Unlike many other observers, Svenonius finds the origin of hipster culture not in affluent consumerism but in the straitened circumstances of a new, insecure, "flexible" urban workforce - the part-time graphic designer, the actor waiting tables. Psych folk and electro point to a new age of penury:
These new types of micro-groups are an advertisement for a new way of living, a new serfdom to be tolerated as the class divide becomes intolerably large and the specter of home ownership and personal solvency becomes more absurd and unrealistic. They also point to the imperial reversal and the American decline. The only space in America now is cyber infinitude, to replace the ravaged "new world," hopelessly polluted after a few decades of mindless exploitation.

In this sense, Alan Greenspan was the father of the indie aesthetic of the aughts - and this before the subprime crash dragged the American campaign of suburban empire to its greatest crisis in 70 years.

For all the insights of Greif and Svenonius, they both firmly situate hipsterdom in whiteness. Granted, few people would suggest the “identity” was not overwhelmingly white, even promoting this whiteness in the early aughts, but haven’t we witnessed hipsters of all racial backgrounds? After all, the Bipster, as exemplified by Kanye West (circa black horn rimmed glasses) or possibly the Cool Kids, has become a prominent social identity. As Greif notes, nobody ever admits to being a hipster, resulting in a bewildering circle of logical violence that makes defining the term in a way that isn’t pejorative nearly impossible. If the Cool Kids represent the Bipster, they exhibit a marked reticence about it. “I can't think of any humans who have gone out and said 'Yo, I'm a hipster,’” Cool Kids member Chuck Inglish said. “What is that? It's vague and hard to define. You know, it's based upon a look, and in hip-hop that's a way to clump a certain type of artist into a genre to make it easier to understand... I didn't even know what a hipster was until a year ago.”

While the hipster lifestyle may embrace all hues under its liberal tent, their presence in urban communities tends to obliterate working class white ethnic and minority communities. Unknowingly or not, the influx of hipsters into a “transitional neighborhood” frequently lead to gentrification followed by corporate residential development. This new spatiality oozes outward to neighboring communities, who then absorb the very hipsters who unwittingly served as the knife’s edge of corporate interest. As real estate interests proliferate, attempts to expand the target area for economic expansion result in a recasting of community. For example, as Brooklyn’s Williamsburg leaked underpaid interns and artists, Bushwick (a largely Latino and Black community) took them in only to find real estate agents rebranding parts of the neighborhood as “East Williamsburg.”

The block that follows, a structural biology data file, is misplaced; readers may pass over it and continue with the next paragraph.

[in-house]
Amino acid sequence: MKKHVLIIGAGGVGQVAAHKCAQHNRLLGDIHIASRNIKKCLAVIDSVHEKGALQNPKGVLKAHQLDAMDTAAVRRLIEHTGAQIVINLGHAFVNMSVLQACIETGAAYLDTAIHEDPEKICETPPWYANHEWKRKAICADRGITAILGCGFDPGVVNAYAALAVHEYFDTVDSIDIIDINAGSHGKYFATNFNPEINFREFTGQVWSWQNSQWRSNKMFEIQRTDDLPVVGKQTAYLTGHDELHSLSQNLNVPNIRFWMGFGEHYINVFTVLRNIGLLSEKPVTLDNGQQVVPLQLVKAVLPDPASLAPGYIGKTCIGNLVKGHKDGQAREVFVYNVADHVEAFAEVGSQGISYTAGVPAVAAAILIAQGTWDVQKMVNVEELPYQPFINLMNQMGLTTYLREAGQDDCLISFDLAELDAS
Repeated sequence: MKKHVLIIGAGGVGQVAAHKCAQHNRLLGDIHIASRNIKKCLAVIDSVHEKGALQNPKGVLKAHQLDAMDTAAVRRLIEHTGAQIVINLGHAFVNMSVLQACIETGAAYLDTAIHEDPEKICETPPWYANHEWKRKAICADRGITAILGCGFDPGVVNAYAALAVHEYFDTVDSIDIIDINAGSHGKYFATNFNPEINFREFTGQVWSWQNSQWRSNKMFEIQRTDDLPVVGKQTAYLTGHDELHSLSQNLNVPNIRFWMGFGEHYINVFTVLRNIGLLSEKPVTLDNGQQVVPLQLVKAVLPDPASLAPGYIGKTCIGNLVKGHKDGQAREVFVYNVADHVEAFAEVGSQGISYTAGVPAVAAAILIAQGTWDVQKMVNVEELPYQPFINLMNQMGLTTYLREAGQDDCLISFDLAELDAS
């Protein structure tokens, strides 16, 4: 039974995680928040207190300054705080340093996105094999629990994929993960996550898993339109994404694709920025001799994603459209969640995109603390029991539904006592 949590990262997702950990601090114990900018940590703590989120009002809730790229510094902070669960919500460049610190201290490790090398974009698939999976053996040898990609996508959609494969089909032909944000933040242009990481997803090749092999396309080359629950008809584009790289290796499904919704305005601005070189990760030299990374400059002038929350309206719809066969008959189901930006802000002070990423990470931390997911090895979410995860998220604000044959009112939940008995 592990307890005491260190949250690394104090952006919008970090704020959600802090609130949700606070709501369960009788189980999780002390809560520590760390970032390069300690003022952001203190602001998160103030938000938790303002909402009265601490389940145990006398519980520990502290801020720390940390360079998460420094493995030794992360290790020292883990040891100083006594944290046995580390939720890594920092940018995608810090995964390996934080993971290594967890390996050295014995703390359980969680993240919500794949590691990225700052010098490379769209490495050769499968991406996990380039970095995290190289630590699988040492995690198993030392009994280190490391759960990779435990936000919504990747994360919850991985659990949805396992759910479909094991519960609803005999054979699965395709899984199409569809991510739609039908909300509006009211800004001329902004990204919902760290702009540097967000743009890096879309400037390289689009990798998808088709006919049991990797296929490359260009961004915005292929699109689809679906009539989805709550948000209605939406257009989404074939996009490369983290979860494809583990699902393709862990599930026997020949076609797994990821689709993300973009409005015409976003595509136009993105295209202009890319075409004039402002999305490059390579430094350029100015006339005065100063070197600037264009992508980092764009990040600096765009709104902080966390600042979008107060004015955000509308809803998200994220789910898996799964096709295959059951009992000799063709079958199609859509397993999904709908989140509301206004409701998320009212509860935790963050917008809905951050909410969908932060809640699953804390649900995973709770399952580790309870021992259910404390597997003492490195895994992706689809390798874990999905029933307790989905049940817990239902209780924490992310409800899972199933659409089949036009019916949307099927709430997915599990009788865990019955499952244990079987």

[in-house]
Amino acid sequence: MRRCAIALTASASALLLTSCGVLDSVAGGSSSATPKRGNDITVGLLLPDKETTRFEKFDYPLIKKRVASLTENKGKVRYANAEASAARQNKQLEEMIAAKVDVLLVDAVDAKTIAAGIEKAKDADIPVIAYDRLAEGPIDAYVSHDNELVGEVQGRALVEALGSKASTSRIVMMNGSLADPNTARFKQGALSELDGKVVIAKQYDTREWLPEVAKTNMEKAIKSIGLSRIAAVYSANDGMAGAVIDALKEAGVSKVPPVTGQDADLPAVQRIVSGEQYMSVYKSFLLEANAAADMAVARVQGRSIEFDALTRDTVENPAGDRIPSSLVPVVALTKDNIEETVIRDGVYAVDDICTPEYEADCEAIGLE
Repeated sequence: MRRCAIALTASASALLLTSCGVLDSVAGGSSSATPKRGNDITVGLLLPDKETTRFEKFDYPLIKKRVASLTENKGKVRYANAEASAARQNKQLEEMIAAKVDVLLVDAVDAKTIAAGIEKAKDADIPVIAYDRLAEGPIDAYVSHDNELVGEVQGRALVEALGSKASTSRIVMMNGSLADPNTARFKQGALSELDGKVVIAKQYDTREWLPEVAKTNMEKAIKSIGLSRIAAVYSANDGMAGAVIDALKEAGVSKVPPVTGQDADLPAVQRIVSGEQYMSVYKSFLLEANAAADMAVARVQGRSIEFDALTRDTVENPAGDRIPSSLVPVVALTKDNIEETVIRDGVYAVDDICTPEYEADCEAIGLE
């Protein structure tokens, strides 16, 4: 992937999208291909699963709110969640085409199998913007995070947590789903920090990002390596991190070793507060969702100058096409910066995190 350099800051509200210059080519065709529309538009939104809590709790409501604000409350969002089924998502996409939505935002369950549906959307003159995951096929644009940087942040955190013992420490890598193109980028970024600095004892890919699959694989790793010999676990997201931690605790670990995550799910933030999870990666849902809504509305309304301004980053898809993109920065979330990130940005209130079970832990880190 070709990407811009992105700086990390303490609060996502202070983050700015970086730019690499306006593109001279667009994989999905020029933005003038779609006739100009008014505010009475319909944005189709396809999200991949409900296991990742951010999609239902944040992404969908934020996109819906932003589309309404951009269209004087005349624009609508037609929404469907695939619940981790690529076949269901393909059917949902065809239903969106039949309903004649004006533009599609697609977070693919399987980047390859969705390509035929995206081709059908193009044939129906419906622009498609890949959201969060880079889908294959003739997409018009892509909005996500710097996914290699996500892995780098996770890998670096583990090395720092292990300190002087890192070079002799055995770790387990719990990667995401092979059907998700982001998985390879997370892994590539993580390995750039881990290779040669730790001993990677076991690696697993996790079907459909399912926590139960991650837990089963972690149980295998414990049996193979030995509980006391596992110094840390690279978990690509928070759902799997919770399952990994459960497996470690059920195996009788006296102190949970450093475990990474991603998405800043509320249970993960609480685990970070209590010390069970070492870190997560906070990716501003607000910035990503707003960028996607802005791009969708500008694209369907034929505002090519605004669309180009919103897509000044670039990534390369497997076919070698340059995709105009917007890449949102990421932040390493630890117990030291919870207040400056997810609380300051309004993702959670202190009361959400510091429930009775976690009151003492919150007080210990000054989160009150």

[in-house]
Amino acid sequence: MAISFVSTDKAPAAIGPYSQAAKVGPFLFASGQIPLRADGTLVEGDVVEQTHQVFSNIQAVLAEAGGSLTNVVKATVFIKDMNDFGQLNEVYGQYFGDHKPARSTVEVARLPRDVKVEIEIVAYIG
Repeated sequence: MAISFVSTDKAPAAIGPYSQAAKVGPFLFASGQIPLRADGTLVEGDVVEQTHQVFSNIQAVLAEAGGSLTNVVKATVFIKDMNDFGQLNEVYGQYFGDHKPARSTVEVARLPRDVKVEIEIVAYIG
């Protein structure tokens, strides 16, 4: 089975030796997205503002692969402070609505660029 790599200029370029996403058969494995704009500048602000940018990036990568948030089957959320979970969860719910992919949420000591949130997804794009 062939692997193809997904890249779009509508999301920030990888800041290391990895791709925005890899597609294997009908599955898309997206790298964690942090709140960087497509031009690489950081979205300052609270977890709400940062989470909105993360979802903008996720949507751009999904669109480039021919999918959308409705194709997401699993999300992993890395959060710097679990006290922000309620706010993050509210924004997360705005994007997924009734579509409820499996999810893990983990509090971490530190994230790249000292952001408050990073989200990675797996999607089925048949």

Perhaps even more regrettably, the media often employs loaded terminology when describing hipster movement into largely lower income minority areas. Dubbing them “pioneers,” media outlets from the New York Times to the Village Voice present an urban landscape where the mere presence of whites suggests hope, renewal, and growth. The use of the term “pioneers” operates as a form of erasure. Pioneers venture out into the “virgin” wilderness, making something out of “nothing” – kind of like Western expansion if not for those proprietary Native Americans. Witness Williamsburg. One might be forgiven for not knowing about its iconic Hasidic population or the pockets of ethnic whites that remain around the neighborhood’s L train Lorimer stop. In the 1980s and early 1990s, Williamsburg, a multi-racial, multi ethnic community, struggled with violence, poverty, and disinvestment, but these problems receded more because of New York’s economic revival of the mid 1990s than the emergence of the hipster scene. However, the arrival of middle class kids with bedhead and used clothes somehow obscures everything else. It’s not hard to understand the ambivalence or even hostility this might provoke in some people.

Bringing It All Back to the Rat-Infested Mailbox You Call Home

Is the rent check of the “trustafarian” –- i.e. money –- what really defines this group? Is it more dollars and cents than cultural capital that matters here? We have so far defined the hipster in terms of food, fashion, drink, and even housing, all of which are based on the ability to consume. It is easy to tie this fruitless quest for individuality-through-consumption to whiteness, privilege, education, employment in a “creative class” occupation, or some combination of these factors. But there are hipsters who are not white; there are privileged, educated young white people who aspire to have a BMW and a house in the suburbs, not a spot on an ultra-underground cassette-only mixtape and cramped quarters in Bushwick. There are young musicians or web designers who eschew the clothing or competitive temperament of hipster style itself.